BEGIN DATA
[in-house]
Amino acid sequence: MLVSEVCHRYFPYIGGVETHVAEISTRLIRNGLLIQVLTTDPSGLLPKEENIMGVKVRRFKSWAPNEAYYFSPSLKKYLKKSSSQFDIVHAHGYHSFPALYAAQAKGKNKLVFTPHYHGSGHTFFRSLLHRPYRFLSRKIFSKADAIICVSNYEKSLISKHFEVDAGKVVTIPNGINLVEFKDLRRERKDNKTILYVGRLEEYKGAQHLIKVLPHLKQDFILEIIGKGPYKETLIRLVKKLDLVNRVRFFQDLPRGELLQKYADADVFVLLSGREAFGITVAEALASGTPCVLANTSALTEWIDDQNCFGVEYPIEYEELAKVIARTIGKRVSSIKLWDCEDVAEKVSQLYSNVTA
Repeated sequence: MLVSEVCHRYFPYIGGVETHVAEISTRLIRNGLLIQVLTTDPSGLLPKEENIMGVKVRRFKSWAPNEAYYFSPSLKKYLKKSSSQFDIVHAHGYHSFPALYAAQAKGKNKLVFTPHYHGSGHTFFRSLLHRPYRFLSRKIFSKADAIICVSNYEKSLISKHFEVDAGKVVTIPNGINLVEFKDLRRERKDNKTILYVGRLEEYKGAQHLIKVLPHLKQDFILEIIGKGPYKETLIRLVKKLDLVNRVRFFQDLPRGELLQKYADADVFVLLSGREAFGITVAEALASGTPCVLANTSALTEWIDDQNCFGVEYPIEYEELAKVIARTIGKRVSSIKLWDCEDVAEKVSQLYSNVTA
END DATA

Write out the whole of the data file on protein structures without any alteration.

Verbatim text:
[in-house]
Amino acid sequence: MLVSEVCHRYFPYIGGVETHVAEISTRLIRNGLLIQVLTTDPSGLLPKEENIMGVKVRRFKSWAPNEAYYFSPSLKKYLKKSSSQFDIVHAHGYHSFPALYAAQAKGKNKLVFTPHYHGSGHTFFRSLLHRPYRFLSRKIFSKADAIICVSNYEKSLISKHFEVDAGKVVTIPNGINLVEFKDLRRERKDNKTILYVGRLEEYKGAQHLIKVLPHLKQDFILEIIGKGPYKETLIRLVKKLDLVNRVRFFQDLPRGELLQKYADADVFVLLSGREAFGITVAEALASGTPCVLANTSALTEWIDDQNCFGVEYPIEYEELAKVIARTIGKRVSSIKLWDCEDVAEKVSQLYSNVTA
Repeated sequence: MLVSEVCHRYFPYIGGVETHVAEISTRLIRNGLLIQVLTTDPSGLLPKEENIMGVKVRRFKSWAPNEAYYFSPSLKKYLKKSSSQFDIVHAHGYHSFPALYAAQAKGKNKLVFTPHYHGSGHTFFRSLLHRPYRFLSRKIFSKADAIICVSNYEKSLISKHFEVDAGKVVTIPNGINLVEFKDLRRERKDNKTILYVGRLEEYKGAQHLIKVLPHLKQDFILEIIGKGPYKETLIRLVKKLDLVNRVRFFQDLPRGELLQKYADADVFVLLSGREAFGITVAEALASGTPCVLANTSALTEWIDDQNCFGVEYPIEYEELAKVIARTIGKRVSSIKLWDCEDVAEKVSQLYSNVTA